Baguio City is celebrating its centennial this year.
It should be an opportune time to focus on the attractions, potentials, and the many problems of the supposed Summer Capital of the Philippines, a city which I am sure holds a special spot in the hearts of many Filipinos.
Baguio City is one of my favorite places in the country; right up there with Sagada, Vigan, Bohol, Davao, and Camiguin. I know it is not fair to make comparisons particularly since each place offers something unique and distinct. But for those who work and reside in Metro Manila, Baguio offers something that easily puts it notches above other vacation places—it’s relatively more accessible and, consequently, cheaper. If not for the monstrous traffic jams in key cities along the way such as Tarlac and Urdaneta, Baguio City would only be about three to four hours away from Metro Manila.
Unfortunately, Baguio City is no longer what it used to be. The Baguio City that I saw, smelled, and felt a couple of months back when I went up there to attend a national conference was a far cry from the Baguio City of my childhood, or even that of my college years. This I can say without hesitation: The city is fast deteriorating. It’s almost heartbreaking to see how the city has become victim to overdevelopment.
I don’t remember too many details of what Baguio City looked like when I first visited it as a child, but I distinctly remember fewer houses, lots and lots of pine trees everywhere, and the fact that people wore heavy clothing even at high noon. I have pictures of myself as a child frolicking in Baguio wrapped up like an Eskimo. I was even wearing mittens.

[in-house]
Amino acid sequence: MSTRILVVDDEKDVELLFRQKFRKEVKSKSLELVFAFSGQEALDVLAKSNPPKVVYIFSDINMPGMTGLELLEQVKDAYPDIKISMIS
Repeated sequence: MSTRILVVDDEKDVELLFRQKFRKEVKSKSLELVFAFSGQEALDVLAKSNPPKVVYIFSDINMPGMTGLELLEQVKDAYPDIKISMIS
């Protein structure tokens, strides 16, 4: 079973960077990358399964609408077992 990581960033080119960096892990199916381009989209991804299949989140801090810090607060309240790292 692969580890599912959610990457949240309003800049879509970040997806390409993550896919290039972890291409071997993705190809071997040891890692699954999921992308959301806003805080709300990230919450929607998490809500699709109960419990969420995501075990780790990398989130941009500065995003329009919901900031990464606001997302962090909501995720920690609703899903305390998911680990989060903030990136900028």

What make Baguio City memorable to me were the three summers spent at the Teachers Camp in Baguio City for various leadership training programs when I was in college. Back then, two annual national conferences were held back to back every year—the National Student Congress organized by the Young Men’s Christian Association and the Rizal National Youth Leadership Forum. I’m not going to embarrass myself here by revealing why those summers were special—suffice it to say that I was at that age when emotional entanglements meant much more than they ordinarily would.
But back then, Baguio smelled of pines, flowers were everywhere, and fog—not smog, enveloped the city most parts of the day. Furthermore, getting around the city was quite relaxing and invigorating. Traffic wasn’t so bad and there was less pollution. Baguio City was idyllic, soothing, enchanting.
Baguio City still has its attractions and its charms today, but one help notice the decay that’s gnawing at the core of the city. It used to be that one’s arrival in the city is heralded by the gush of nippy air, the sight of lush vegetation, and the ubiquitous pine trees and sunflowers everywhere. Today, the first thing that meets a visitor’s eyes and confirms the fact that you have indeed reached the city is the sight of unsightly squatter shanties dotting the sides of mountains where forests of pine trees used to be. There’s a lot of smog, traffic is horrible, and there are hardly any flowers around.